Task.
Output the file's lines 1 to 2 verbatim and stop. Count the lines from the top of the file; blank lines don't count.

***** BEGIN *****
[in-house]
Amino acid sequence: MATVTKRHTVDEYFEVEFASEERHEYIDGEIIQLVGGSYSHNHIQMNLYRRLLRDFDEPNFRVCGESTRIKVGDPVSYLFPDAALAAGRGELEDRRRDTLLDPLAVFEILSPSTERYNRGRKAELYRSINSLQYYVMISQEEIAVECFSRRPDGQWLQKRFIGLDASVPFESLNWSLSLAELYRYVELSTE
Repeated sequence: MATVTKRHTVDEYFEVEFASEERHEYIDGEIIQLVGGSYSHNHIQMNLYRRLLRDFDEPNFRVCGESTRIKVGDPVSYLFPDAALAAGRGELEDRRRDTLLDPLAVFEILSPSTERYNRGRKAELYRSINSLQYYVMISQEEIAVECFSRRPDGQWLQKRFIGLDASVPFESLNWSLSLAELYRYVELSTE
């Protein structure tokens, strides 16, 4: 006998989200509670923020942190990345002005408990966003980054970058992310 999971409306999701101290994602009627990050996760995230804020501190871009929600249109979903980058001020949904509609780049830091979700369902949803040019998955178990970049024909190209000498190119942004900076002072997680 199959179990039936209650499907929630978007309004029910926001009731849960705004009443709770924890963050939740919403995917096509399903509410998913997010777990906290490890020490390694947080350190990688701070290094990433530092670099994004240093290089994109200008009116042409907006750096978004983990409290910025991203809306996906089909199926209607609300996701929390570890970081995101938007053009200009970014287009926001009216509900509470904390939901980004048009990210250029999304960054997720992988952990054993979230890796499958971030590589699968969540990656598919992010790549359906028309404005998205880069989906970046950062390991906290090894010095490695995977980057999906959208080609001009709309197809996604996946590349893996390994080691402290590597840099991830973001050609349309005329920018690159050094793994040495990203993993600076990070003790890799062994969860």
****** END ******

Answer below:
[in-house]
Amino acid sequence: MATVTKRHTVDEYFEVEFASEERHEYIDGEIIQLVGGSYSHNHIQMNLYRRLLRDFDEPNFRVCGESTRIKVGDPVSYLFPDAALAAGRGELEDRRRDTLLDPLAVFEILSPSTERYNRGRKAELYRSINSLQYYVMISQEEIAVECFSRRPDGQWLQKRFIGLDASVPFESLNWSLSLAELYRYVELSTE